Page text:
While working in the RADAR Squadron at Hill AFB, Linda received a call from a man named Vincent Kinsey. Linda had worked with him on an environmental information system called the Hazardous Material Management System (HMMS). Vince offered Linda some software development work at NASA sub-contracting to a prime defense contractor called MECx.
The ChemSecure Phase II pilot program controlled item content and staff credentials based on real-time information, to ensure safety and security of personnel and chemicals, and to push organized mission critical data to emergency responders when addressing chemical accidents. The HMMS application used sensor based and real time response technology to track hazardous materials using Radio Frequency ID (RFID) tags.
At the time, Linda was divorced and had three children in high school. Linda would need to make a move from a W2 employee to having her own business to complete the work. Linda thought about it for a day and then jumped at the opportunity. Linda was suddenly thrown into the world of business. Linda had never imagined owning her own business, and of course, didn’t learn everything in college.
Sensory Technology Consultants (STC) was born on June 1, 2006. STC was originally organized as a Limited Liability Corporation (LLC) with a home office address in Morgan, Utah. STC moved to Kaysville, North Ogden, and Layton, Utah.
In 2009, Linda decided to apply for the SBA 8(a) program. She had to write a narrative because she was not a typical minority. She had been discriminated against based on gender during her career. Women software engineers are paid less than men, and the salary discrepancy was easily proven with national salary and census data. She wrote a narrative that described the discrimination and was accepted into the program.
However, on the eve of acceptance, the SBA realized her single member LLC was not single member in the eyes of the Internal Revenue Service (IRS). Linda quickly added her daughter, Jennifer Remund, as the other member of the LLC and now STC was up to two employees.
After being accepted into the 8(a) program in 2009, Linda was ill-prepared for what to do with that status. She knows exactly what to do now and has written a book to help other business owners called The Minority and Woman-Owned Small Business Guide to Government Contracts: Everything You Need to Know to Get Started.
Finally, after one year, Linda had a company called Infinite Technologies (ITI) approach her and needed an 8(a) to save some employees that they had on a project. STC took 51% of the work, and they got 49%. Each company hired one employee, and now, STC was up to 3 employees. The year was 2010.
That year, the most important thing to ever happened to STC was an official Mentor/Protégé relationship with a company called Select Engineering Services (SES). With SES, STC went after and won several contracts in Engineering and Technical Writing. With our wins, STC had at one time, 15 employees.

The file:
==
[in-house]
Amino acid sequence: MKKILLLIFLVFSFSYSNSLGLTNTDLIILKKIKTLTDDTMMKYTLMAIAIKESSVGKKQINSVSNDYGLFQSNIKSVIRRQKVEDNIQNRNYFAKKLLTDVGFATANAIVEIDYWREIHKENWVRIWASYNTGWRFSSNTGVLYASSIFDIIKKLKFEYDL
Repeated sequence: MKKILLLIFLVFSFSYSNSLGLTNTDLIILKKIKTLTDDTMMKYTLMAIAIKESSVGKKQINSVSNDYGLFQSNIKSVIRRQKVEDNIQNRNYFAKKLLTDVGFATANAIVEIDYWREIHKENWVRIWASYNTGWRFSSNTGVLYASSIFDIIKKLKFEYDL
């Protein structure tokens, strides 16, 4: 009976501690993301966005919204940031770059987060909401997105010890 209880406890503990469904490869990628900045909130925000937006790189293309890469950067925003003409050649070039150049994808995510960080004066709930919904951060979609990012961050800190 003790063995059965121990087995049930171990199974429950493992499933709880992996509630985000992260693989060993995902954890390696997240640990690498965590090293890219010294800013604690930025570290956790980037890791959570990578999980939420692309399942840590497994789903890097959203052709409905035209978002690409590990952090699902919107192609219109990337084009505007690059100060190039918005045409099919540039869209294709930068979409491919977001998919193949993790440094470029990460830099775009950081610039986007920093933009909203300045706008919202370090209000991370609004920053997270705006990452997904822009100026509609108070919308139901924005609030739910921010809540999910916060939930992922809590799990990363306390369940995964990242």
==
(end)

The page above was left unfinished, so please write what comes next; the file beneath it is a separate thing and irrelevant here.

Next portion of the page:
On June 30, 2013, we received a summons from Sensory Technologies, LLC, which was owned by Markey’s Video Images, LLC and based in Indiana. Linda had been receiving letters from them accusing us of violating the Lanham Act by using their trademark “Sensory Technologies” and demanding us to cease using the name Sensory Technology Consultants and to relinquish our website domain and profits.
Because of an upcoming proposal, the time was not good to change the company name. The risk of our company name not getting updated in all of the necessary government systems and joint venture agreements was too great.
Linda had never been to Indiana, nor had she done any business in Indiana. Also, none of her employees have been there either. Negotiations failed, and STC had to change their company name because it was not worth the cost of battling the lawsuit.
In August of 2014, Sensory Technology Consultants became DynaGrace Enterprises. Dyna is defined as power and Grace is defined as elegance. Grace is Linda’s middle name as well as her deceased paternal grandmother, Olive Grace Munn Beasley.
Our company has seen growth from a one-person company to a company with at one time over 15 employees. We have increased our customer base to include the Navy, Air Force, and Air National Guard. Because of the knowledge, we have gained from the 8(a) program we can now take that knowledge and do commercial work.
SES, our major partner, has lost work to other companies. Large Indefinite Delivery Indefinite Quantity (IDIQ)s have become a mainstay and are pushing out small business. Lowest Price Technically Acceptable (LPTA) has allowed companies to bid low and perform sub-quality work. We have seen a lot of small business opportunities dry up, including those we had with SES, and are shifting our focus to an industry with more opportunity.